When democratic bodies, elected representatives, be it Parliament or the government, make decisions, it seems to me that these decisions must have precedence over private interests. However, NAFTA, specially chapter 11, gives equal importance to private interests and the public interest, the common good, the common interest.

Even if in general the best interest of multinationals or foreign firms operating in a country coincides with the common good and the public interest, it is not necessarily true all the time. This is why we believe we must have foreign investment protection clauses that give precedence to the public interest.

The second matter at issue, after this matter of governance and democracy, has to do with other NAFTA provisions. Some in particular, under chapter 12, which deals with trade and services, are putting pressure on our public services in Canada and Quebec.

I mentioned UPS a moment ago. This shows that private businesses and multinationals can use NAFTA provisions to challenge, for instance, Canada Post's monopoly, claiming unfair competition with regard to courier services. That is what UPS has done.

As for health care, it is clear that the current agreements are protecting our health care system as it stands now, but are preventing its expansion. In this regard, it is worth noting that several studies done for the Romanow Commission showed the dangers posed by chapter 11 of NAFTA in particular.

I am referring to, for instance, study No. 32, conducted by Richard Ouellet, of Laval University, entitled “The Effects of International Trade Agreements on Canadian Health Measures: Options for Canada with a View to the Upcoming Trade Negotiations”. Mr. Ouellet talked about potential major risks for our health care system.

Another study entitled “How will International Trade Agreements Affect Canadian Health Care?” was conducted by Mr. Jon R. Johnson. It is study No. 22. It is even more clear.

I will quote a short paragraph from page 29.

The single provision in all the trade liberalizing agreements that has the most negative potential impact on Canada's public health care is NAFTA Article 1110. If this provision and the accompanying investor/state dispute settlement procedures had existed in the 1960s, the public health care system in its present form would never have come into existence.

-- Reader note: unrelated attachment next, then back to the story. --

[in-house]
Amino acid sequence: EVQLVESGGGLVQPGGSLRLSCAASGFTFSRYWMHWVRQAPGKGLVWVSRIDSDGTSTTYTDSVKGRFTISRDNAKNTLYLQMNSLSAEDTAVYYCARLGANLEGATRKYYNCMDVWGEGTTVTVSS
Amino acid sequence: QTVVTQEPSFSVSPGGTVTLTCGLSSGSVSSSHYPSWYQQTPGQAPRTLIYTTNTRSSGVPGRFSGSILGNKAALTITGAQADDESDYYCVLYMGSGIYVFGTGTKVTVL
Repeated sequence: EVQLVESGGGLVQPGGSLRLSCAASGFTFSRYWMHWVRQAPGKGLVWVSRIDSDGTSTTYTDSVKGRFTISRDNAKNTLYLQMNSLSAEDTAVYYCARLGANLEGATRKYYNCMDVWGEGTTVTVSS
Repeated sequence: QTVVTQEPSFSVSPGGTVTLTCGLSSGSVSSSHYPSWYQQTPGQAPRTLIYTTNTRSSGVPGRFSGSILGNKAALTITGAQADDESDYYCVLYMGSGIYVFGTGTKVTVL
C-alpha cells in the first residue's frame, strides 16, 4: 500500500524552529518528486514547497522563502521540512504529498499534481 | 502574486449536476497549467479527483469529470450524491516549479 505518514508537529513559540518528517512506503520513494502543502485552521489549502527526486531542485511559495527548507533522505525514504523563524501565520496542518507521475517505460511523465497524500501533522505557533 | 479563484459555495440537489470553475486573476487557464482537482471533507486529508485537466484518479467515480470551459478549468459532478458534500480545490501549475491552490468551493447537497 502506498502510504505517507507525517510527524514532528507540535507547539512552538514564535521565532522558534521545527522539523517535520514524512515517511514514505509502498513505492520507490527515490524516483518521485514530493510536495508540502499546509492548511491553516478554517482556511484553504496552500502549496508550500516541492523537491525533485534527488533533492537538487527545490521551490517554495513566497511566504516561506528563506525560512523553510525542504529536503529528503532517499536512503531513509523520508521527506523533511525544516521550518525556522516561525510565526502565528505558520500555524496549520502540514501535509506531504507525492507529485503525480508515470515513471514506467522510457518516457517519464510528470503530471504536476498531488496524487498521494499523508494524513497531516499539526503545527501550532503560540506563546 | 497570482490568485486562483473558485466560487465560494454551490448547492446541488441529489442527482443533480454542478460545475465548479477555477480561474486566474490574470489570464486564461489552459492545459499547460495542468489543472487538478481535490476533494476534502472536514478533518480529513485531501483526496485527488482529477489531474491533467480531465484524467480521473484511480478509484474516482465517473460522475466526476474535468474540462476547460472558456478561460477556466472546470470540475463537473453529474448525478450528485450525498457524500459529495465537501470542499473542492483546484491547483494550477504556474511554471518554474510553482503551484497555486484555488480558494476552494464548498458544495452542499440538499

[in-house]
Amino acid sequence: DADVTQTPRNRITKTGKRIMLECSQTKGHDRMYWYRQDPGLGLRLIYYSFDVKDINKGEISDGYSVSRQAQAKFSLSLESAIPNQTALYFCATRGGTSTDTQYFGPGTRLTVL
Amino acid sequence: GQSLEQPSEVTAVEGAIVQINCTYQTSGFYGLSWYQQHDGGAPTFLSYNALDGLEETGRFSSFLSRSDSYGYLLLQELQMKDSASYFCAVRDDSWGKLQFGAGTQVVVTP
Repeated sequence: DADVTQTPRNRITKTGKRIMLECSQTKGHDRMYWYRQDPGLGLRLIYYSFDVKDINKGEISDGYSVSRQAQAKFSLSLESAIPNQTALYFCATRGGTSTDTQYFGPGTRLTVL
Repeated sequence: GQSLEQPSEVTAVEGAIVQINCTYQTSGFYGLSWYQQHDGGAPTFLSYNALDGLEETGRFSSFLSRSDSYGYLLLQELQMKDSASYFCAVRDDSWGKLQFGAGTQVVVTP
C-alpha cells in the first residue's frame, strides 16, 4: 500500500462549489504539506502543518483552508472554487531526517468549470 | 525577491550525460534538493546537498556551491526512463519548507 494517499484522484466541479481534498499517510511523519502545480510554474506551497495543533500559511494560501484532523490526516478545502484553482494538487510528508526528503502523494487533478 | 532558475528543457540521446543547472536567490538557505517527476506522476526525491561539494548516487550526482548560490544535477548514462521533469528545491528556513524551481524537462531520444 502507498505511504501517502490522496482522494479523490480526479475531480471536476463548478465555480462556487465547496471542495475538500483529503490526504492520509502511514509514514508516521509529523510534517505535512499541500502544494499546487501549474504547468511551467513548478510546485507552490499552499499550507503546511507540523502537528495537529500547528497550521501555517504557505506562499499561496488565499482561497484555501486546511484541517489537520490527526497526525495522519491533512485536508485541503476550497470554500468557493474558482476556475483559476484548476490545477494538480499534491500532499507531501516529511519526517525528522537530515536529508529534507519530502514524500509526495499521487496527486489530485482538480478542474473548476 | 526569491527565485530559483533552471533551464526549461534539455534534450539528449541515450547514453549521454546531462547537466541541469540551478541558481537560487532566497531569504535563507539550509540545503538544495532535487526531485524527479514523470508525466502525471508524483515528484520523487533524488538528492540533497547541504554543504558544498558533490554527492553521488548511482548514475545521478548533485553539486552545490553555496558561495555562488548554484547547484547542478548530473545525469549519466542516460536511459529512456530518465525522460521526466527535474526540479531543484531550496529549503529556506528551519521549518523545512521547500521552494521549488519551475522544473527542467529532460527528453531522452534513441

This is the article on expropriation and compensation that I was talking about earlier.

This is extremely worrisome, and it seems to us that this House should tell the government that the whole chapter 11 should be reviewed and that, in the future, we should not include similar provisions in the agreements that we sign.

Unfortunately, I notice that Canada has signed 18 agreements with southern countries that include chapters on the protection of investments that are similar to NAFTA's model.

So, as I mentioned, we must reject this approach and redirect it with our partners. Currently, when there is a dispute at the World Trade Organization, it is dealt with between states. It is not Bombardier or EMBRAER that sues the Brazilian government or the Canadian government. It is the Canadian government and the Brazilian government that represent the interests of their respective companies.

In the FTA, which preceded NAFTA, chapter 19 included a state-to-state dispute settlement mechanism. As for the FTAA and the WTO, the Minister for International Trade has always told us that it was out of the question to have an investment protection model similar to the one found in chapter 11.

In the proposals that it just tabled as part of the WTO negotiations, the European Union announced that it categorically rejects the investor-state dispute settlement procedure. Finally, the Standing Committee on Foreign Affairs also rejected it last spring.

For all these reasons, we must go back to a foreign investment protection mechanism that gives priority to the common good, that tightens up the definitions of expropriation and investment, and that prohibits the investor-state dispute settlement procedure and goes back to a state-to-state mechanism.